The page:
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Giants' Saquon Barkley anticipating better anticipation in the backfield this season

Giants running back Saquon Barkley during training camp

Giants running back Saquon Barkley during training camp in East Rutherford, N.J., on Sunday. Credit: Brad Penner

The key word for Saquon Barkley this season is anticipation.

Not from us for what the Giants' second-year running back will be able to accomplish after a phenomenal rookie season (although that anticipation is fairly high too). No, rather from Barkley himself on a snap-to-snap basis.

Barkley said early in training camp that one of the “little things” he wants to improve on this year is his ability to see plays develop while still in his stance in the backfield.

“Before we say ‘hike’ I’m trying to be able to read the defense and know exactly where we’re going to block and who is my most dangerous man,” he said.

Barkley said those things can come from film study of specific opponents, but he wants to be able to make such reads on the field as they come up rather than rely on recall. He wants to better understand the concepts, in other words, not just memorize the answers to the test.

“It’s a lot easier when you have a grasp of what’s actually going to happen than when you go out here you don’t really know what to expect,” he said. “I’m trying to do that, figure out the defense real quick and figure out what my linemen are going to do, and boom, who’s my guy. Trying to make the play work, instead of reacting.”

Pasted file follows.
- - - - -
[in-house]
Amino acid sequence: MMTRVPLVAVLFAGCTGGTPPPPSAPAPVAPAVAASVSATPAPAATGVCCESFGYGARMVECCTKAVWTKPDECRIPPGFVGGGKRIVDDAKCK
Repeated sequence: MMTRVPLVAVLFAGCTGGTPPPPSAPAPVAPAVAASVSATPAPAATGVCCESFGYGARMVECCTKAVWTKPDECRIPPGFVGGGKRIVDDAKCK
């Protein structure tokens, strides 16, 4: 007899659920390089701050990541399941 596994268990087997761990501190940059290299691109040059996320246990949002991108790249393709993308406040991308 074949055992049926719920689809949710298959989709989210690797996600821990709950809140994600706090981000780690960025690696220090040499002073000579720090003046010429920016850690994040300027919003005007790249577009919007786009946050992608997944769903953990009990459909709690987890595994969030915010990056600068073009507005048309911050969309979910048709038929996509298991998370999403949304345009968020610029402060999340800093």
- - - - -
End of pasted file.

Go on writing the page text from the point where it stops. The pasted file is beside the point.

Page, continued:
Rookie wide receiver Darius Slayton hasn’t been able to practice since injuring his hamstring last Tuesday, but that hasn’t stopped him from showing up regularly in another way.

“A lot of the tapes we are watching right now of installs are of guys who were here in the spring, and a lot of the plays we are showing the whole team now, are plays that he made,” wide receivers coach Tyke Tolbert said. “It stands out. It’s noticeable all of the plays he was making throughout the spring.”

Slayton is expected back “soon,” the Giants have said, possibly even this week. For a wide receiver group that has been hit hard by bad news so far in training camp, having Slayton back could provide a nice boost. And for a fifth-round pick who was pegged as the "most improved" in the offseason training program, it will be an opportunity to get back to conquering his learning curve.

“We are waiting for him to get healed, get out there and be full speed so we can coach him back up again and run the routes,” Tolbert said. “Whenever he is ready to be out there, obviously he is going to get thrown into the fire really quick.”

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